Compare And Contrast The Medical And Social Model Of Disability

1101 Words5 Pages
The most interesting topic discussed in chapter seven is the sections concerning the medical and social models of disability. I find the difference of the focus of the two models very interesting because one leads to a very different perspective of disability than the other. I find myself aligning more with the thought that both models have to exist in order for the full understanding of disability to come into view. In other words, I do not completely agree nor disagree with either model. To explain, as the medical model is based off of the ideology of normality, which suggests that being in a normal state of good health is the standard for which to base off any deviance or sickness, a definition of normal is required. A definition of good…show more content…
Because of the ambiguity of the definition, there is a requirement to have the social model to help to provide the answers. As the social model illustrates how the social institutions, labels, and stereotypes impact the perceived abilities of a disabled person, it is shown that the definitions of what is “normal”, “good”, and “functional” all come from the current society in which the person lives. Additionally, as culture and these definitions change with time and new ideologies and technological advances, what defines a disabled person will also change with time. This is also true across cultures as there may be different requirements to be considered “functional” or in good health in other cultures. For instance, a man unable to walk may not be as hindered in his freedom of movement if he is only required to stay in a small local area, such as a village, in comparison to a large city. However, it is also important to point out that the social model requires the medical model as well because the social model fails to focus on the individual at a more micro level. A person may see others in a similar circumstance and react in a different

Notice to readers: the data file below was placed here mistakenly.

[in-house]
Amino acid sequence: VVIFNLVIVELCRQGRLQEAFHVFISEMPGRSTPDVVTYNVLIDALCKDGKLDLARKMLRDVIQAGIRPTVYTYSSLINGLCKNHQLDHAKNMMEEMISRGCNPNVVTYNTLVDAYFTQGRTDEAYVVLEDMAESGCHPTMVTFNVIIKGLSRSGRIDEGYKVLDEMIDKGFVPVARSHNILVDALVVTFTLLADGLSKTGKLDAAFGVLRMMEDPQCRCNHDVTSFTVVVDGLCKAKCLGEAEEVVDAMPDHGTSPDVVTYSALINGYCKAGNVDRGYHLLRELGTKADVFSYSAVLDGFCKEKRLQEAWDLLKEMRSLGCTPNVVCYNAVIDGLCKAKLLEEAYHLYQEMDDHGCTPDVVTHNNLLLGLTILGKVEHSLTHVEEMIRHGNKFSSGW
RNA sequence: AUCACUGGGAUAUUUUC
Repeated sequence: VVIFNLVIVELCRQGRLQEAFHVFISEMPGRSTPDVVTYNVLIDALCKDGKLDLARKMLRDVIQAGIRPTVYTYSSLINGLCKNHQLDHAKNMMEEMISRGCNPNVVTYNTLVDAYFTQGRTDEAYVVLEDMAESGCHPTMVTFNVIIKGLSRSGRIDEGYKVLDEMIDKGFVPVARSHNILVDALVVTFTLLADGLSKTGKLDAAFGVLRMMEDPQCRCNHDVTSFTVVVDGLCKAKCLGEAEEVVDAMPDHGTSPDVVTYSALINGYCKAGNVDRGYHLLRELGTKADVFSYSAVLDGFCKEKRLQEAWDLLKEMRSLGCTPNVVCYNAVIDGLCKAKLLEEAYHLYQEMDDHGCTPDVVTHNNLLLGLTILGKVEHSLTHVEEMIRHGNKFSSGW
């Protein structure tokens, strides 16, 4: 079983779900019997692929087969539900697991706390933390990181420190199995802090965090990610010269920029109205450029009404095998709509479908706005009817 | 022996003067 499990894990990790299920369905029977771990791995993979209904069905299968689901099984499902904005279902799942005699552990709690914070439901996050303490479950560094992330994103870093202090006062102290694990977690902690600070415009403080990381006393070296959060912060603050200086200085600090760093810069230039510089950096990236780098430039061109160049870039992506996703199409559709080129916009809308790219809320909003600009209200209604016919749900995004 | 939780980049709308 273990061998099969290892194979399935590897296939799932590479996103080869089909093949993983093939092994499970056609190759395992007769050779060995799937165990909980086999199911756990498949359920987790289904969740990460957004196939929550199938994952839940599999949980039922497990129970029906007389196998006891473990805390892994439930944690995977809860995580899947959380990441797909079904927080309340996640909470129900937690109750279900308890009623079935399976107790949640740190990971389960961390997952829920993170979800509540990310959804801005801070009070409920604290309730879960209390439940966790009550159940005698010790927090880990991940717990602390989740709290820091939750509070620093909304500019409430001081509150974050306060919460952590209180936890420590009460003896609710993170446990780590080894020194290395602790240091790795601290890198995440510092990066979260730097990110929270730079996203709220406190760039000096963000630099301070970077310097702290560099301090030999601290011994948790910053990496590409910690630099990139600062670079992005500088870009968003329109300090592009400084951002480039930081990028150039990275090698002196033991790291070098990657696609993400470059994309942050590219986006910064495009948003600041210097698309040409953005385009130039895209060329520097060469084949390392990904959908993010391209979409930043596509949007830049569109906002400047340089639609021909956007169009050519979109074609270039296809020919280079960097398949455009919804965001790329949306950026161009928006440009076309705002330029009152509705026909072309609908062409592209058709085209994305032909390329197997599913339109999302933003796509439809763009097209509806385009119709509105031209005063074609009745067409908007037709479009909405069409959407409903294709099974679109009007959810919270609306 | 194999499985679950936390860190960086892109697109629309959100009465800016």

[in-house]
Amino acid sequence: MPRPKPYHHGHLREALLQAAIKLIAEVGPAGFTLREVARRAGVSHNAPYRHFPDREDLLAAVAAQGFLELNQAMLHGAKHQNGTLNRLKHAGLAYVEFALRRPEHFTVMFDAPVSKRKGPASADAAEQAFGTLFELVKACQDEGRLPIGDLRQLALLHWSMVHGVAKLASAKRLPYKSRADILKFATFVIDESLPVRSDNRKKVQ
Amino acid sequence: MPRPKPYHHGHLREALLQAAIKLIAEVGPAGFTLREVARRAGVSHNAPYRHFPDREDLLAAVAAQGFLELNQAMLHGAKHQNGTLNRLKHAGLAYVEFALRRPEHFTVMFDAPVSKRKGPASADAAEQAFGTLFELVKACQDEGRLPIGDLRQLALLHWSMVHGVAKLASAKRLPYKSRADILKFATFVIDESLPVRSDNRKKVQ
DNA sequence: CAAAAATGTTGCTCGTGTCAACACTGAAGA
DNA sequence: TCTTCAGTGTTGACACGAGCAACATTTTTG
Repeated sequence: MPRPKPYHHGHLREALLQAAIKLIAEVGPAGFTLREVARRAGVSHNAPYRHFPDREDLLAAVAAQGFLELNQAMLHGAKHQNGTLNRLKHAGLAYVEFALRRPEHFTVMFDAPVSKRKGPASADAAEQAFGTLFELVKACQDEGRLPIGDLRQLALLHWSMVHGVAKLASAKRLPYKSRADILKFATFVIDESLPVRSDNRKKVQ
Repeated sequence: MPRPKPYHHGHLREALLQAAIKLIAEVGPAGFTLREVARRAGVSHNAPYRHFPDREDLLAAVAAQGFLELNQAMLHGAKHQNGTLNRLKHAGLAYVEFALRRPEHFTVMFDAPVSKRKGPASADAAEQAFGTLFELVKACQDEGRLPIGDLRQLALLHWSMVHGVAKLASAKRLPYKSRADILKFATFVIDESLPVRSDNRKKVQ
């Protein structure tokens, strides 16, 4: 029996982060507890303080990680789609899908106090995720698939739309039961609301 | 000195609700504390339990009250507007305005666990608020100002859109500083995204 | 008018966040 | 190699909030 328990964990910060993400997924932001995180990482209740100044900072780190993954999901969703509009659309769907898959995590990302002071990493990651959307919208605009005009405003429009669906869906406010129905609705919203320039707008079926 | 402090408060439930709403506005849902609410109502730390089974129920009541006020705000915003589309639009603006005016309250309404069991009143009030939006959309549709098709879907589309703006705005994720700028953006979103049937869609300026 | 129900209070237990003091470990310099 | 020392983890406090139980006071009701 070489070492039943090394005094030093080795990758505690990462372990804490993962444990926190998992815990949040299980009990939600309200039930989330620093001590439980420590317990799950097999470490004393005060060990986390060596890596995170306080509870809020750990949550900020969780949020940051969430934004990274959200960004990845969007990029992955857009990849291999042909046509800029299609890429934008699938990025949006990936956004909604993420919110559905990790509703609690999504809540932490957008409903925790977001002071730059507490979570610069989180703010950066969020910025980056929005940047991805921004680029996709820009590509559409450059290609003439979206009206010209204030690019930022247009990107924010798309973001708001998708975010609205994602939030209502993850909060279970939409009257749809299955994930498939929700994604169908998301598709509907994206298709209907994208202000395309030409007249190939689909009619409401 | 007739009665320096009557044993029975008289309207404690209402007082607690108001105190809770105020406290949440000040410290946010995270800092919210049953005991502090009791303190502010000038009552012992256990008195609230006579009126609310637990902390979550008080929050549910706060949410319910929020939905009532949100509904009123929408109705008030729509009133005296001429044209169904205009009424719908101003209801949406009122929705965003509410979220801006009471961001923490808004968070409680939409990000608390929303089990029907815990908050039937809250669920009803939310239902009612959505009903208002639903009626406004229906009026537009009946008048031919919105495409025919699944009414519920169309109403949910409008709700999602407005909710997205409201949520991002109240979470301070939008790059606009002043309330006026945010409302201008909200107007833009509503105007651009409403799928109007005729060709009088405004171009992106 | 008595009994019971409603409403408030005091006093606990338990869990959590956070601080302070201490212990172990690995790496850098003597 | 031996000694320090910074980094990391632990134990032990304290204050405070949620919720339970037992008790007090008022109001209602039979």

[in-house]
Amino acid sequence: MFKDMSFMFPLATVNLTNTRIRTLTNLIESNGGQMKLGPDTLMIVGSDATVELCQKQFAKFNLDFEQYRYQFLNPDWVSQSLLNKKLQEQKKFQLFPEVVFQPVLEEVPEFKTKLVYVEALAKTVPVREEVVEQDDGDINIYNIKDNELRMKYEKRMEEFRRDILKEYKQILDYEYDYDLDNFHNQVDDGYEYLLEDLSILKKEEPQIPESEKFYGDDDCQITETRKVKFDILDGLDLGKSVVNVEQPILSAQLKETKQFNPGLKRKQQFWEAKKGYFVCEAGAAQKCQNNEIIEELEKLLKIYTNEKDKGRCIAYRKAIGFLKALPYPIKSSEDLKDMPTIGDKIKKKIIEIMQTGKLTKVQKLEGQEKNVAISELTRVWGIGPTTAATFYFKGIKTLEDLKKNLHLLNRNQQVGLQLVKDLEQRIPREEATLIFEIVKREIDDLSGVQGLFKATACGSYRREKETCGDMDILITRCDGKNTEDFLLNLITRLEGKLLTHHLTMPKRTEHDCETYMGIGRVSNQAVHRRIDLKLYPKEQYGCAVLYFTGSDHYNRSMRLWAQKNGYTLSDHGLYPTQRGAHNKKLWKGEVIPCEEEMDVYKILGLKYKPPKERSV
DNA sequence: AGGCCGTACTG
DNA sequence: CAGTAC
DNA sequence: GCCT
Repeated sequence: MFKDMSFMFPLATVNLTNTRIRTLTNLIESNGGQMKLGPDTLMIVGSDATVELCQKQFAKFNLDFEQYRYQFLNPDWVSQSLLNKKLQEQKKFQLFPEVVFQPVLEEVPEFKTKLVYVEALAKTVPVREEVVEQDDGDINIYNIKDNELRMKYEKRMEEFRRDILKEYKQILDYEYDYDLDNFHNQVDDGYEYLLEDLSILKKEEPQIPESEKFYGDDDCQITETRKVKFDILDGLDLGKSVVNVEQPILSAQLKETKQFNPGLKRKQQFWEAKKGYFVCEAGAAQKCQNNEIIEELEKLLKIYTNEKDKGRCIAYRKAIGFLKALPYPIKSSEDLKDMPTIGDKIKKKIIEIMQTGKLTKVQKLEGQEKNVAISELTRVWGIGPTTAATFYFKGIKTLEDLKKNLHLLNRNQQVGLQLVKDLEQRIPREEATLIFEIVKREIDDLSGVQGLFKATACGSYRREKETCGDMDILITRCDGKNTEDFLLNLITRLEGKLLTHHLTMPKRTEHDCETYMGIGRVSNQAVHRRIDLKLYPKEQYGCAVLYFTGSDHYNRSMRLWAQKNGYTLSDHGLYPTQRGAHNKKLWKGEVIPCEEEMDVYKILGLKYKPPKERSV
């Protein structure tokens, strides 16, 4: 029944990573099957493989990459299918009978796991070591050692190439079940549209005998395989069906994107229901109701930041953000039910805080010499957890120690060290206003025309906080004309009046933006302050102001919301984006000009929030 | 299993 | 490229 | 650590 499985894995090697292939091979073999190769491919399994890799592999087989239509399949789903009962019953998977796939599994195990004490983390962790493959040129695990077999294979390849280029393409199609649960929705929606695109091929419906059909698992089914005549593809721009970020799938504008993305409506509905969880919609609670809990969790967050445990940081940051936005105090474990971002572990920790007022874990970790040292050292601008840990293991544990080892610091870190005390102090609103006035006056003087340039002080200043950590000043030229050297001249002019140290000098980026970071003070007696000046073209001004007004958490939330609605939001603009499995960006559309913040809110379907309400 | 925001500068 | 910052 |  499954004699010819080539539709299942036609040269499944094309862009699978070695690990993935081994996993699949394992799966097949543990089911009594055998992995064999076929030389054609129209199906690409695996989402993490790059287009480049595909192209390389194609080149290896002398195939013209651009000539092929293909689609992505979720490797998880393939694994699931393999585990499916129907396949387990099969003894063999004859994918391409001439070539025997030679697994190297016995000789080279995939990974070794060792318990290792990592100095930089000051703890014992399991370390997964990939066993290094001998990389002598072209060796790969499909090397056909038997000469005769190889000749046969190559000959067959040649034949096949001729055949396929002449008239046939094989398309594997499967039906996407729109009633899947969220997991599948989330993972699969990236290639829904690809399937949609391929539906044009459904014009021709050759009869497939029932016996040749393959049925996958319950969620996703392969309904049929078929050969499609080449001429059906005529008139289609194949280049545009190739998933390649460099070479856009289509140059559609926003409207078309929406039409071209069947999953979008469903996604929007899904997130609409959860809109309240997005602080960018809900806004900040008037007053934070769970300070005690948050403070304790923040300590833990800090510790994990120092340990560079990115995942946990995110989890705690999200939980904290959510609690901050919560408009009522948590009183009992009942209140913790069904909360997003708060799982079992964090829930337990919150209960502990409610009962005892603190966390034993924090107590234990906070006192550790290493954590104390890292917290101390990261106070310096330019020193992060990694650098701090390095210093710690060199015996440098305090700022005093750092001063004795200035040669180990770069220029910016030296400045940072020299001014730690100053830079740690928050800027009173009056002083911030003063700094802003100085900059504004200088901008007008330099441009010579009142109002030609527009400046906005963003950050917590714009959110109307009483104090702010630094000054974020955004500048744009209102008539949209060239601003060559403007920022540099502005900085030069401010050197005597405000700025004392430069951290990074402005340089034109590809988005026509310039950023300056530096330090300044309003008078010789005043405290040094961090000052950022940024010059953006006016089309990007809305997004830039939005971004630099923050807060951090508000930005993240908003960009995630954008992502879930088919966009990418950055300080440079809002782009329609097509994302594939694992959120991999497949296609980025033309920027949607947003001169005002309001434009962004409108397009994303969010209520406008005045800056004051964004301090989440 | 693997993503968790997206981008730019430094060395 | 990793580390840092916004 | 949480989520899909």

Open Document